Richard D. Marsico
Richard D. Marsico teaches clinical courses at New York Law School. His work has included representing community groups campaigning for local development to bring housing and jobs to needy people and to increase banking and financial opportunities in poor and minority neighborhoods.
A Westchester native, Professor Marsico went to college in the Bronx, where he got his B.A., summa cum laude, from Fordham University, along with a healthy sense of the possibilities for community development in low-income neighborhoods.
“I’ve always been interested in antipoverty efforts and civil rights,” he says. “In law school, I developed an interest in community-based economic development as a way to fight poverty and discrimination. It’s a combination of liberal politics and economic development.”
During law school at Harvard, where he earned his J.D. magna cum laude, Professor Marsico learned the power of the law as a force for change. He took a clinical course where he worked with clients who needed his representation and where he could see the positive results of his efforts. He now teaches clinical courses, where he has supervised students representing clients on diverse issues including discrimination, community reinvestment, not-for-profit law, and political asylum. “With the asylum cases, for example, we’ve helped get political refugees and their families here and we get good citizens in the process,” he says, explaining the satisfaction in working with clinic clients.
“They fled here because of what we stand for and now they hope to be good residents and good citizens.”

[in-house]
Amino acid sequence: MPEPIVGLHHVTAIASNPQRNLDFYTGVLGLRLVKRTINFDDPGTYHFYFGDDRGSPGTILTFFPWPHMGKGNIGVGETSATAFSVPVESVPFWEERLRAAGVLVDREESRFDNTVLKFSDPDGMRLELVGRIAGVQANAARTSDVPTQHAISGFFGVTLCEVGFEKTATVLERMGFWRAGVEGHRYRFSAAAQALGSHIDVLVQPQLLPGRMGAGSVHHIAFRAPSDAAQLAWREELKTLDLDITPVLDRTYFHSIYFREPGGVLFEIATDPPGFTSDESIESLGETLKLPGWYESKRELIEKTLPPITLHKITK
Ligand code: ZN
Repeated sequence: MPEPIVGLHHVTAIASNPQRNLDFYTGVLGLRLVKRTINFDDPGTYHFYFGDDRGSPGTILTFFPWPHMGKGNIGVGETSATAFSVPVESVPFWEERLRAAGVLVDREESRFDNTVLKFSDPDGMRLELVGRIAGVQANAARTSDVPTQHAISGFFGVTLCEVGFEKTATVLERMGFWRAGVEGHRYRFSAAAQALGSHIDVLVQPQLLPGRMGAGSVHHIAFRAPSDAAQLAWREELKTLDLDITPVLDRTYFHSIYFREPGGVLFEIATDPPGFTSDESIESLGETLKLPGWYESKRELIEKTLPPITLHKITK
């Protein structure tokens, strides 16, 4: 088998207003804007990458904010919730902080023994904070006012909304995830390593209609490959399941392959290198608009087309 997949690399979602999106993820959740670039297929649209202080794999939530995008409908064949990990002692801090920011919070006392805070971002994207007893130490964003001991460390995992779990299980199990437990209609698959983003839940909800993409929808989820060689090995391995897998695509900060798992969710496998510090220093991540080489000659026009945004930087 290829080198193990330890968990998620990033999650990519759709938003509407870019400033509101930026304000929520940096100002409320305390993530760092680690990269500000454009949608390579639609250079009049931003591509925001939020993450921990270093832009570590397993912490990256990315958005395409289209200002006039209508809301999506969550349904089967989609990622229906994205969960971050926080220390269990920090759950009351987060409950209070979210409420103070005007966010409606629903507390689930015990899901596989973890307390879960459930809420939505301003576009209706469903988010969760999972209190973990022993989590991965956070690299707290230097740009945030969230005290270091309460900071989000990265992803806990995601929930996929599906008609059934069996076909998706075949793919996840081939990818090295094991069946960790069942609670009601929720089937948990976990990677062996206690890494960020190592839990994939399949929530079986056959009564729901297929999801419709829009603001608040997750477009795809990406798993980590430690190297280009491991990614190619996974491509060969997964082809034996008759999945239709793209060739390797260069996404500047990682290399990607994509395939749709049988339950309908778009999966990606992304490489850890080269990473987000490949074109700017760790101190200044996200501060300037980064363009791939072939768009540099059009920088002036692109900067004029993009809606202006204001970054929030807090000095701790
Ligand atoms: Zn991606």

Professor Marsico’s scholarship now focuses on the Community Reinvestment Act, and he has just published a book about this obscure, but crucial, federal law that promotes economic development in impoverished communities. He is examining ways to encourage banks to make loans to businesses and residents of these low-income neighborhoods without encouraging predatory lending at high interest rates and harsh terms. He has written and lectured extensively in the field, focusing on low-income and minority borrowers. His published research includes a survey on patterns of home mortgage lending to low-income and minority communities in the New York metropolitan area.
Now, as Director of the Justice Action Center, Professor Marsico is shaping the school’s efforts to use law’s constructive power as a tool of justice and social welfare. He brings extensive practical experience to the Justice Action Center, having worked as a staff attorney in the Civil Division of the Legal Aid Society in the Bronx and as law clerk to the Honorable Shirley Wohl Kram of the U.S. District Court, Southern District of New York.
Professor Marsico is married to an attorney who serves as a town justice and a hearing examiner for New York State. They have three children.
Teacher’s Manual for Democratizing Capital. (Carolina Academic Press, 2006).
Democratizing Capital: The History, Law, and Reform of the Community Reinvestment Act. (Carolina Academic Press 2005).
CHAPTERS IN BOOKS
“The Community Reinvestment Act,” in Building Healthy Communities: A Guide to Community Economic Development for Advocates, Lawyers, and Policymakers 403-414 (American Bar Association, 2009).
LAW REVIEW AND OTHER SCHOLARLY PUBLICATIONS
“Racial Disparities in Subprime Home Mortgage Lending in New York City: Meaning and Implications,” 53 New York Law School Law Review 1011-1023 (2008-2009) (with J. Yoo).